Not the most artistic photo but what it does to my heart.
These were the last shoes Tyler ever wore. They sit outside my kitchen door on the deck, my husband slips them on and off when he goes out to water. They are left exactly as Tyler wore them and every time I see them a little voice in my head says “he’s come home”. Tyler died alone in a bathroom on January 14,2016 of a fentanyl poisoning. His older brother Rian died August 21,2011.
Tyler was an amazing man. He loved to scuba dive and climb rock cliffs, surf, ski and play football. He was an adventurer and totally fearless. He first left home to live in the Caymans. After the Caymans he went on a holiday to Thailand and stayed there for ten years. He spoke fluent Thai and became one with the locals. Tyler was hailed a hero when in 2004 he saved a drowning Thai boatman during the Tsunami that hit the coast of Thailand killing thousands. After that Tsunami Tyler returned to Canada with a wife and a young son. We had no idea that he was suffering PTSD. In 2010, Tyler ruptured his Achilles playing football. Post surgery he was sent home with a bottle of OxyContin. After his brother died his opioid dependence escalated to heroin. His suffering was so terrible, he fought so hard to regain some of his former self.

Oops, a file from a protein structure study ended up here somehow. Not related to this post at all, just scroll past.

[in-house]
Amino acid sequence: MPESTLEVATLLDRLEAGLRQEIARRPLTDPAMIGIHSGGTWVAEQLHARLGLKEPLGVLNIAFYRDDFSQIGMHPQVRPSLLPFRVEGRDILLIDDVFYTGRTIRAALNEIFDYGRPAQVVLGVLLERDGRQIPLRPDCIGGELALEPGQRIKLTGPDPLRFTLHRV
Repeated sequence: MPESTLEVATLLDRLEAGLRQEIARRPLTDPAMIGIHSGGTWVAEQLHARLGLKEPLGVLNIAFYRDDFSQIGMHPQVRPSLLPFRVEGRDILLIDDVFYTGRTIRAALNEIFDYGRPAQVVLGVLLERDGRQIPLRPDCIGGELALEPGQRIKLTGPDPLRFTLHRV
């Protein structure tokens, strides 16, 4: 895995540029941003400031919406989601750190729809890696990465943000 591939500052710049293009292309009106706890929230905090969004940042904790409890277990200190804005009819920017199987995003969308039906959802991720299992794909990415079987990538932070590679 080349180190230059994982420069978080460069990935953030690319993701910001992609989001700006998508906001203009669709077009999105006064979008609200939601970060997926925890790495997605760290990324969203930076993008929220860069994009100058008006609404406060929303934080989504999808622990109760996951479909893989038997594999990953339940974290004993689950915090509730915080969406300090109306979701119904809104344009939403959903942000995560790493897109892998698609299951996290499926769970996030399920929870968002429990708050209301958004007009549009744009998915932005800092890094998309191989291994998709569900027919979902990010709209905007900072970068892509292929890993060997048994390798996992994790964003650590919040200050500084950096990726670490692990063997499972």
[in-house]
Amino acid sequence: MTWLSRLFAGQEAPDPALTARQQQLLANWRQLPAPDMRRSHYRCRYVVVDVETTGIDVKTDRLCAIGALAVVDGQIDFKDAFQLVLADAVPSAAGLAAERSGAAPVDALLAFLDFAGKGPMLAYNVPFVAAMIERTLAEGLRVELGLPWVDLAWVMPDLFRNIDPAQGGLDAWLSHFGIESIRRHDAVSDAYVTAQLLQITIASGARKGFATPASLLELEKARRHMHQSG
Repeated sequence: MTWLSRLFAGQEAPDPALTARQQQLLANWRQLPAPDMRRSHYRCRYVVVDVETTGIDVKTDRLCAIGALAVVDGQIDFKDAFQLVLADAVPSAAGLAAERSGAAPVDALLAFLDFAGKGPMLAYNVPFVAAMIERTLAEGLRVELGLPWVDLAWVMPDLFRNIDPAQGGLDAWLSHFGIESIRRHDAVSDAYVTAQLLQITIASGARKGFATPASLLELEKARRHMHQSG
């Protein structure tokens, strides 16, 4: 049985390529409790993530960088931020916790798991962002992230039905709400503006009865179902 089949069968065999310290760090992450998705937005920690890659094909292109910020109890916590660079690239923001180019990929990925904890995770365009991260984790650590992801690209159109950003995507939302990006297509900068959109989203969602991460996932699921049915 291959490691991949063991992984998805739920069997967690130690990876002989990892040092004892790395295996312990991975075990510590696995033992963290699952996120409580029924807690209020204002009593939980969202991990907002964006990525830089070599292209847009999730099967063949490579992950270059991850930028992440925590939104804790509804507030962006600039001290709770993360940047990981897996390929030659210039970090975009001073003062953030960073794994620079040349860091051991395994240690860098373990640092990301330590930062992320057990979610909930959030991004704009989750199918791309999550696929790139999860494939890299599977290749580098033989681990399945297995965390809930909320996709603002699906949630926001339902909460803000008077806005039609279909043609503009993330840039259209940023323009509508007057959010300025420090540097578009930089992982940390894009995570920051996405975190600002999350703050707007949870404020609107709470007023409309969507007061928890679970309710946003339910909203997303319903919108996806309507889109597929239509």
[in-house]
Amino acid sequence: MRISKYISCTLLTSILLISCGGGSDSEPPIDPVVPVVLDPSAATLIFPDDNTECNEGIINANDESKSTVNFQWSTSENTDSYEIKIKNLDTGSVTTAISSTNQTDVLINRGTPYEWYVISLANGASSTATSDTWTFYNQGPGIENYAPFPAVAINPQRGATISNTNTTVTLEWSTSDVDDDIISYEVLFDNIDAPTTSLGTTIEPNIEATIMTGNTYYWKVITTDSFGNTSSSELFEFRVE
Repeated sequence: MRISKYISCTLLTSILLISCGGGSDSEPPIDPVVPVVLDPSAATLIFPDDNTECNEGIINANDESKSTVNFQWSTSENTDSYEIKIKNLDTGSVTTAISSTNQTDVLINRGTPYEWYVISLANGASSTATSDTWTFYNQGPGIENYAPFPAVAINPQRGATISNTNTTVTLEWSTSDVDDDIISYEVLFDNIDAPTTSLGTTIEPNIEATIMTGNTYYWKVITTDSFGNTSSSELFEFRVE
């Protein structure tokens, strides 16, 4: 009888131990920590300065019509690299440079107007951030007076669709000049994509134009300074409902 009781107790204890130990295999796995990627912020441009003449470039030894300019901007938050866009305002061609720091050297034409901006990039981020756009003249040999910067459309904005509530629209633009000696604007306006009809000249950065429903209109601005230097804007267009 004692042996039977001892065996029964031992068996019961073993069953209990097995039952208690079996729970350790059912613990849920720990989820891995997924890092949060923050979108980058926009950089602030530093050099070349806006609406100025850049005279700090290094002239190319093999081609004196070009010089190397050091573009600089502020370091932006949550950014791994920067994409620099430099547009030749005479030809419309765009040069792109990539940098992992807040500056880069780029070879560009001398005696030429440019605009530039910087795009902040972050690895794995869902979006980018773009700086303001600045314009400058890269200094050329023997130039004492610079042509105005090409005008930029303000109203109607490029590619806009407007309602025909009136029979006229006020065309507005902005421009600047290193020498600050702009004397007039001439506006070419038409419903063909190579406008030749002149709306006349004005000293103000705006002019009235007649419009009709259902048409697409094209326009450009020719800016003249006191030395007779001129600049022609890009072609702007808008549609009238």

Sadly he lost that battle. I look at these shoes and remember the boy that wore them, I remember the beautiful brown eyes, the infectious grin, the love he had for his children and his family. I also remember his pain and his heartache. Those shoes are a constant reminder that this remarkable man lived and I had the good fortune to have called him son. On bad days I find myself looking at those shoes, silently wishing he had come home, waiting for his, “ hey Mom, can you make me a grilled cheese?” I think of him on the top of mountains and below shining oceans. I will never forget his hugs or his, “ I love you Mom.”
Street Health is pleased to be part of Twenty/Twenty Arts Weathered photography exhibition. Our thanks to everyone who shared photo memorials of family members and friends who have died from overdose. Your photos are a powerful statement that more must be done to prevent these overdose deaths that are killing an average of 55 Ontarians each week.
Street Health’s Overdose Prevention Site (OPS) is a part of the effort to save lives.
We provide service to those who are experiencing homelessness and stigma in Toronto’s south east region. The Ontario Government eliminated funding for this site in March, 2019. Since that time numerous individuals, family foundation and community groups have been instrumental in maintaining this service. Your donation as part of the Weathered campaign is vital to maintain this site in the coming year.